Have you heard of a solar eclipse? Well this is what happens with the moon comes between the Sun and the Earth. It’s really cool to see. This shuts out most of the light of the Sun. Sometimes only part of the moon comes between us and the Sun and this is called a partial solar eclipse. No solar eclipse can ever last longer than 7 minutes and 40 seconds. At any place on the Earth, a total solar eclipse occurs on average only once every 360 years. That’s a long time to wait.
How much does the Sun weigh?
The Sun weighs an astounding 4,385,214,857,119,399,823,317,774,893,056 pounds (1,989,100,000,000,000,000,000 billion kilograms), which is 333,060 times the weight of the Earth. It’s mind boggling. Can you even say that number?
The Sun is estimated to be 4.6 billion years old, and in galaxy terms its only middle aged. Well well. It’s already burned off about half of the Hydrogen that it stores, and has enough to keep going for about another 5 billion years. It’s now known as a type of star called a yellow dwarf. In that heat and at that age, it has got to need some glasses.
Don’t be scared by this fact as it won’t happen in our lifetime, but one day the Sun will kind of eat the Earth all up. When all the Hydrogen has been burned, the Sun will keep going for about 130 million more years, burning Helium. While it’s doing that, it will be a bit greedy and get so big that it will just absorb Mercury, Venus and Earth. It will be called a big red giant and will certainly look like one too.
A White Dwarf
So once the Sun has eaten up the planets, it will then collapse. It will still weigh a huge amount, but it will be about the size of Earth. After this phase it will be called a white dwarf.
The Sun travels at 136 miles (220 kilometers) per second, yes per second. It is about 26,000 light years away from the center of the galaxy and it takes the Sun about 250 million years to do a complete orbit of the center of the Milky Way. Wow, that’s unbelievable considering how fast it moves.
The Sun has a very strong magnetic field. There are things called magnetic storms and solar flares happen when magnetic energy is released by the Sun. We see these as Sunspots, but the magnetic lines are all twisted up and they spin just like a tornado. That must be one strong force to deal with.
If we had to try travel to these places it would take us millions of years!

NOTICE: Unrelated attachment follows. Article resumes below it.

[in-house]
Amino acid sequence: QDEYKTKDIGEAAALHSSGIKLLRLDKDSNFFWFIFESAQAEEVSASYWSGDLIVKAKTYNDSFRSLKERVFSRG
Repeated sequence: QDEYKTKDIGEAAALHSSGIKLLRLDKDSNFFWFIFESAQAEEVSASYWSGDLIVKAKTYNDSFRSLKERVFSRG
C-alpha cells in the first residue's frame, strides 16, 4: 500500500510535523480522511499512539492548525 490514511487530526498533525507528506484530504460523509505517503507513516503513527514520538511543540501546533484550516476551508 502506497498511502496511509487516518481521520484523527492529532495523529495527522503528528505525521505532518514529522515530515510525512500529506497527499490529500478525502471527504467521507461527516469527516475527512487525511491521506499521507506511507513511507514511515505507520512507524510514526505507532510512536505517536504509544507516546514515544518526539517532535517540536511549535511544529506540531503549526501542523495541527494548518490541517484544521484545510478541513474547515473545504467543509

The reason we see the Sun as a big round red ball, is that we’re much closer to it than any of the other stars. Well now we know.
The Sun just looks like one big ball, but it actually has six layers to it. So it’s a fairly complex being in itself.
Other amazing facts about the Sun
There’s even more to learn:
Always remember this: never look at the Sun directly, especially on a very bright day. It can hurt your eyes.
The Sun is one among the 6,000 stars that we can see with our naked eyes from Earth.
What is the Sun’s energy output?
The Sun’s energy output is 386 billion billion megawatts. The Earth gets 94 billion megawatts of energy from the Sun. This is similar to 40,000 times the power needed by the US and is the same as the glow of 4 trillion trillion light bulbs of 100 watts. That is a serious amount of energy.
The total amount of fossil fuels that have been used by humans since ancient times is less than 30 days of energy reaching the Earth’s surface from Sun. Astounding.
All the coal, oil, gas, and wood on Earth would only keep the Sun burning for a few days. This just shows how much energy this massive star creates.
This is a really cool fact. If you had to take an area of the Sun’s surface that was the size of a postage stamp, it would light up 1,500,000 candles.
Each second the Sun loses 5 million tons of material. It just floats off into space.
The pressure at the Sun’s core is 340 billion times the pressure at the Earth’s atmosphere.
If the Sun stopped creating energy today, we’d only notice this in about 50 million years on Earth.
This is amazing. If a drop sized piece of the Sun that came from its core, was placed on the surface of the Earth, nothing, absolutely nothing would survive for a distance of 150 km just from that one small drop.
How much would you weigh on the Sun?
A man that weighs 60 kg on Earth would weigh 1680 kg on the Sun. That’s certainly a lot of growing.
If our Sun were just an inch (2.5 centimeters) in diameter, the nearest star would be 445 miles (716 kilometers) away.
The Sun has circled the Milky Way galaxy only 20 times since it was formed over 4.6 billion years ago. Wow.
What would happen if the Sun stopped shining?
If the Sun stopped shining, everything on Earth would freeze to death. Well best it keeps shining then.
In Norway at a certain time of the year the Sun shines all day and all night for three and a half months. How would you get any sleep?
The Sun is an almost perfect sphere (or circle). There is only a 6 mile (10 kilometer) difference between its two diameters. It’s the closest thing to a perfect sphere that has ever been seen in nature.
The Sun is truly amazing and the things it does just boggle the brain. Boast about your new knowledge to your teachers and friends – I bet they won’t know all of these cool facts!
To learn more about our fascinating sun and other stars and planets, check out the following useful resource: NASA for Kids
Activity 1: Sun Quiz
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Question 1 of 5
How far in miles is the sun from the earth?
Question 2 of 5
What is a solar eclipse?
Question 3 of 5
How old is the sun?
Question 4 of 5
Which planet is closest to the sun?
Question 5 of 5
In relation to the sun, what should you never do?
Activity 2: Question Sheet
Download or print our activity sheet to test your knowledge of the sun at home or in school.